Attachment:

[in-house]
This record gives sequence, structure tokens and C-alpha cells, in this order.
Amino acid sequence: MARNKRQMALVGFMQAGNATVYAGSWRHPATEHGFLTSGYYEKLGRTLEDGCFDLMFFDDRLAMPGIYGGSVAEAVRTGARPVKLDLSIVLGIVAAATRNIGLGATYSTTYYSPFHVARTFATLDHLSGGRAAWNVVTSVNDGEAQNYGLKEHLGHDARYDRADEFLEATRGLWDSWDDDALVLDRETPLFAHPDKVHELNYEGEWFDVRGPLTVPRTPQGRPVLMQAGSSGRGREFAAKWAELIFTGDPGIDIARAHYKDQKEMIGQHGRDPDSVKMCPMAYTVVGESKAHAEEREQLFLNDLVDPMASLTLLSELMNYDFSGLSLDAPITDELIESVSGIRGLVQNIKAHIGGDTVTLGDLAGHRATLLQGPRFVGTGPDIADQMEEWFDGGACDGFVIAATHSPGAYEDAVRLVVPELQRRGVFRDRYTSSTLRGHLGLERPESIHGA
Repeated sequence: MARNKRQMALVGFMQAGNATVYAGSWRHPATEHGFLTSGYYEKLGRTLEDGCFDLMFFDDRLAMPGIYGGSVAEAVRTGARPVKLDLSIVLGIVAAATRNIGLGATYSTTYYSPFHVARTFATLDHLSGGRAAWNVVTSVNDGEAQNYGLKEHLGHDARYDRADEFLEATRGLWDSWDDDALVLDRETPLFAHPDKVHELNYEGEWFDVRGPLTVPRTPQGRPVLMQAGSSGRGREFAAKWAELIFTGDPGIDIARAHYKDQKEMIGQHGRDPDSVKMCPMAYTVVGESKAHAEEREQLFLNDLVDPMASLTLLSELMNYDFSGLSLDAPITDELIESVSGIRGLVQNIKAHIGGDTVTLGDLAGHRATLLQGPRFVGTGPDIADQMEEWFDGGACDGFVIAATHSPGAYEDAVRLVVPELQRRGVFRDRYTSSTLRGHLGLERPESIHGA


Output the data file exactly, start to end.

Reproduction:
[in-house]
This record gives sequence, structure tokens and C-alpha cells, in this order.
Amino acid sequence: MARNKRQMALVGFMQAGNATVYAGSWRHPATEHGFLTSGYYEKLGRTLEDGCFDLMFFDDRLAMPGIYGGSVAEAVRTGARPVKLDLSIVLGIVAAATRNIGLGATYSTTYYSPFHVARTFATLDHLSGGRAAWNVVTSVNDGEAQNYGLKEHLGHDARYDRADEFLEATRGLWDSWDDDALVLDRETPLFAHPDKVHELNYEGEWFDVRGPLTVPRTPQGRPVLMQAGSSGRGREFAAKWAELIFTGDPGIDIARAHYKDQKEMIGQHGRDPDSVKMCPMAYTVVGESKAHAEEREQLFLNDLVDPMASLTLLSELMNYDFSGLSLDAPITDELIESVSGIRGLVQNIKAHIGGDTVTLGDLAGHRATLLQGPRFVGTGPDIADQMEEWFDGGACDGFVIAATHSPGAYEDAVRLVVPELQRRGVFRDRYTSSTLRGHLGLERPESIHGA
Repeated sequence: MARNKRQMALVGFMQAGNATVYAGSWRHPATEHGFLTSGYYEKLGRTLEDGCFDLMFFDDRLAMPGIYGGSVAEAVRTGARPVKLDLSIVLGIVAAATRNIGLGATYSTTYYSPFHVARTFATLDHLSGGRAAWNVVTSVNDGEAQNYGLKEHLGHDARYDRADEFLEATRGLWDSWDDDALVLDRETPLFAHPDKVHELNYEGEWFDVRGPLTVPRTPQGRPVLMQAGSSGRGREFAAKWAELIFTGDPGIDIARAHYKDQKEMIGQHGRDPDSVKMCPMAYTVVGESKAHAEEREQLFLNDLVDPMASLTLLSELMNYDFSGLSLDAPITDELIESVSGIRGLVQNIKAHIGGDTVTLGDLAGHRATLLQGPRFVGTGPDIADQMEEWFDGGACDGFVIAATHSPGAYEDAVRLVVPELQRRGVFRDRYTSSTLRGHLGLERPESIHGA